Gus, can you explain some things about your physical traits now? You had over three years off and that was pretty much dormant, especially when compared with what it was like for you beforehand.
Angus: “I was pretty idle, yes. I did a little bit of running and some other stuff but I almost didn’t touch my bike until October last year. Since then I’ve been training pretty consistently and doing a few races here and there. Then, really in particular, I’ve been training seriously since August with the eye on next year.
“It was not like I was immediately in a position to race but I was just getting the feel for it again, getting used to training, trying to get a bit of strength back in the legs, the condition, the technique and all of that.
“I was kind of starting from scratch.”
Did it feel like it left you?
Angus: “No. That was the strange thing. When we started training 12 months ago to do the ride over to Uluru (for Thereabouts) I got back on the bike having not ridden too much prior to that and was straight back into the swing of things. It was a very familiar sensation and a very familiar kind of place to be in.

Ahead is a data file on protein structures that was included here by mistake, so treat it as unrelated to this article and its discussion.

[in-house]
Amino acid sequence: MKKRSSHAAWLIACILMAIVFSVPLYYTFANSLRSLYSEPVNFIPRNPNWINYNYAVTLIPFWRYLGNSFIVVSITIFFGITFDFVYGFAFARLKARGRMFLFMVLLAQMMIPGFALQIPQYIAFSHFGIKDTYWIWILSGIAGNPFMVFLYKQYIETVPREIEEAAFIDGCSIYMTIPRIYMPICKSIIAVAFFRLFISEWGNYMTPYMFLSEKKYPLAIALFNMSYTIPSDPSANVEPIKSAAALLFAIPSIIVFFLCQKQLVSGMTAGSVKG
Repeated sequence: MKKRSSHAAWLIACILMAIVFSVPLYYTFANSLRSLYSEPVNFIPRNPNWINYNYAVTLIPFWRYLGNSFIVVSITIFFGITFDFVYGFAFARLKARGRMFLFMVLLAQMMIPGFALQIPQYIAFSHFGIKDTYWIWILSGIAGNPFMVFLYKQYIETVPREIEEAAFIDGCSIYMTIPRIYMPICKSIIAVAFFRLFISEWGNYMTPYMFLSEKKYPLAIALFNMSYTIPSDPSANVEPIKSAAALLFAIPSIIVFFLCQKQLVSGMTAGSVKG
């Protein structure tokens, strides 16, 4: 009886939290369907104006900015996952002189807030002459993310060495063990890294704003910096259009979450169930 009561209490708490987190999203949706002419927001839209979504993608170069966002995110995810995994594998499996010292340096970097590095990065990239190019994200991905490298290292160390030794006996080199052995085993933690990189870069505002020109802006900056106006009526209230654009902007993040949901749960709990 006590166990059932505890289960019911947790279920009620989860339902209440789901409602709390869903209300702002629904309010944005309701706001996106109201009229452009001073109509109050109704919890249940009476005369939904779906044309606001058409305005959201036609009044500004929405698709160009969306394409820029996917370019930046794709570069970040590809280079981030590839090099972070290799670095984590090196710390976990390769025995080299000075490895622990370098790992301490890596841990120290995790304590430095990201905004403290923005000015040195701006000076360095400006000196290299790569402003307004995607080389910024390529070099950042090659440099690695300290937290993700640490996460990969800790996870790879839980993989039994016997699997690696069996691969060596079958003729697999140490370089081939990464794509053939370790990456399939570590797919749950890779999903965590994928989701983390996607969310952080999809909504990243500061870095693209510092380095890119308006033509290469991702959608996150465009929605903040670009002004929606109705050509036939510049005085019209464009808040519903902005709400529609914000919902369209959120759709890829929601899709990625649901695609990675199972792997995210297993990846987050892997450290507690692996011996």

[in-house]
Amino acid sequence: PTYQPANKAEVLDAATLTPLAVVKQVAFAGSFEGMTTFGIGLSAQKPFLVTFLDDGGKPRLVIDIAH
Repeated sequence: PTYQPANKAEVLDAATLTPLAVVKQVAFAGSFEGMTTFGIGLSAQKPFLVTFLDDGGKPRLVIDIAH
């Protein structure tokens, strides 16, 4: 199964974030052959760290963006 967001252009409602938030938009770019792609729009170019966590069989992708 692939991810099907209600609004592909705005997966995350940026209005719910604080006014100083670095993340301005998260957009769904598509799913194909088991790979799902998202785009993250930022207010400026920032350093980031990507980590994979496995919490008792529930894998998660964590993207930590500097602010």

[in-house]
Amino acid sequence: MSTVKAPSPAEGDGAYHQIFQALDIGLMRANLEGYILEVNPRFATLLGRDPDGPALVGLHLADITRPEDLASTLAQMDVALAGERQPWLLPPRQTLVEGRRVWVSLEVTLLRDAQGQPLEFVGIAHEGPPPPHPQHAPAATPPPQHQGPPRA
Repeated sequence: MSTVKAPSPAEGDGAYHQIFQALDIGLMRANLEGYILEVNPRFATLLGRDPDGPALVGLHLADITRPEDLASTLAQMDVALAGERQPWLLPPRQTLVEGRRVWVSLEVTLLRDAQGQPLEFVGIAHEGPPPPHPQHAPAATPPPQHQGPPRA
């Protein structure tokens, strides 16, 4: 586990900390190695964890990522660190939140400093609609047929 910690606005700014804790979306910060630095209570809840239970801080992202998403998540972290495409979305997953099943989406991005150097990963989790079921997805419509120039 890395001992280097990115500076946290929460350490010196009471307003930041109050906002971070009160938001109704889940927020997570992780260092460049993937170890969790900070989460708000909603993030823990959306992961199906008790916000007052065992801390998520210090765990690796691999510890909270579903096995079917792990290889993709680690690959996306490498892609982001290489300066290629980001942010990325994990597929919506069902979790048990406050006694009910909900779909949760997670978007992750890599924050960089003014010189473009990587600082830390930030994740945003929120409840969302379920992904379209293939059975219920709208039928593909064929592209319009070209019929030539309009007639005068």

“That surprised me. I thought it would have all gone. But as the training progressed all the feelings were still there and my body reacted really well to it.
“Then when I started racing again even that came back; it was like, ‘Oh yeah, I know exactly what to do…’ it all felt natural, almost even easier than it once was because all of a sudden I was able to think about it objectively and be quite relaxed.
“It’s been a very bizarre kind of experience stepping back into it. It’s like a new shirt that you swear you’ve worn before.
“I put on a fair bit of fat and lost a fair bit of muscle condition, that’s for sure. But over time that has come back, the weight has started to fall off, and I think I’ll probably be a similar sort of bike rider to what I was before. But we’ll see.
“I think there were a lot of ways that I went about bike riding before that I think were probably not the right way to do it so I feel like this time I’ll be a little more mature about it and perhaps I’ll be an even better bike rider than I could have been.”
– Interview by Rob Arnold
Part two: coming soon…